“The real world involves upset, suffering, hardship, struggles and facing our fears. The attempt to protect students from all semblance of reality at least has one effect. It makes them forget about the real things that should upset them. “
Monty Python was a hilarious surreal take on many aspects of life. It was so ludicrous that most of us could laugh. But nowadays I find that some aspects of modern life which are apparently taken seriously, are more Pythoesque than Python. Take this headline….
Bible students are warned…you may find the crucifixion too upsetting!
This was in The Daily Mail so I guess there are those who will immediately have their Mail armour on and just immediately dismiss it out of hand. But I’m afraid the Mail article is only the tip of the iceberg. This is what is happening in Britain’s Universities today.
Theology students at Glasgow University studying the course -‘Creation to Apocalypse: Introduction to the Bible (Level 1)’ are being given ‘trigger warnings’ that the scenes of the crucifixion may be upsetting. The University explains why:
‘We have an absolute duty of care to all of our students and where it is felt course material may cause potential upset or concern warnings may be given.’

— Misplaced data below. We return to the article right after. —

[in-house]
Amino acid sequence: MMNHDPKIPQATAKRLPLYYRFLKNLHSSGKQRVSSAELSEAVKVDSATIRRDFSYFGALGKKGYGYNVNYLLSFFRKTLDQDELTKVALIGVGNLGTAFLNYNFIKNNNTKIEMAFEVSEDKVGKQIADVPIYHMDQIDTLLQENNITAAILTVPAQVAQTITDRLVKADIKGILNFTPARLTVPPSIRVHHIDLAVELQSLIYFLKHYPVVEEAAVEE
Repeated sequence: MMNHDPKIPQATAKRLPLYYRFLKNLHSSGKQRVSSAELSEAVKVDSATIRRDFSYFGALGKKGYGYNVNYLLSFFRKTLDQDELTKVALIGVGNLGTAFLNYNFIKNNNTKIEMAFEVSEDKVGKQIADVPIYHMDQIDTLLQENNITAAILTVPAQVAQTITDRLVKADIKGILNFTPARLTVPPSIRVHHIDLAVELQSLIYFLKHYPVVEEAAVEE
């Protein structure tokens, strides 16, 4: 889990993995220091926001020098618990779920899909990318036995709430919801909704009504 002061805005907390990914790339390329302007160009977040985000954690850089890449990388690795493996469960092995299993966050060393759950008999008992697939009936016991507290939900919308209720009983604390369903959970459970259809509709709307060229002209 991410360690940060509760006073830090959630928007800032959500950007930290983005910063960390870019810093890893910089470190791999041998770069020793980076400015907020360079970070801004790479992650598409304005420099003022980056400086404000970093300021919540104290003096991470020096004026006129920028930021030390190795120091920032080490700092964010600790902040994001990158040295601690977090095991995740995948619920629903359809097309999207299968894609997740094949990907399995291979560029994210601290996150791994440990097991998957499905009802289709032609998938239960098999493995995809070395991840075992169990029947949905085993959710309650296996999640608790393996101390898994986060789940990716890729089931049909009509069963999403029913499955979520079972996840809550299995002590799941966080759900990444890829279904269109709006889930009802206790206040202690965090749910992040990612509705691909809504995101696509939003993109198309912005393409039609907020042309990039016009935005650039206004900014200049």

Who would have thunk it? Christianity mentions the Cross?! And the Cross is not nice?! God help the poor wee snowflakes if they ever get on to Jesus’s teaching about Hell! And they should certainly be kept away from the book of Revelation.
But what about other subjects? Could they not cause upset? The article goes on to helpfully inform us that veterinary students are given trigger warnings about working with dead animals, those studying ‘contemporary society’ ware warned they will be discussing illness and violence, and those studying forensic science are given a ‘verbal warning… at the beginning of some lectures where sensitive images, involving blood patterns, crime scenes and bodies etc are in the presentation’. Who would have thought it? Vets might see dead animals, historians might hear about violence, and forensic scientists might come across images of dead bodies and blood (I hope the University warns them about watching Lewis and CSI!)? Stirling University issues a trigger warning for those doing gender studies because students might encounter material ‘which is triggering (ie. which can trigger a negative reaction’). I’m sure that is correct – there is much that is taught in gender studies which causes a negative reaction in me – not least that public money is wasted on teaching this non-sense.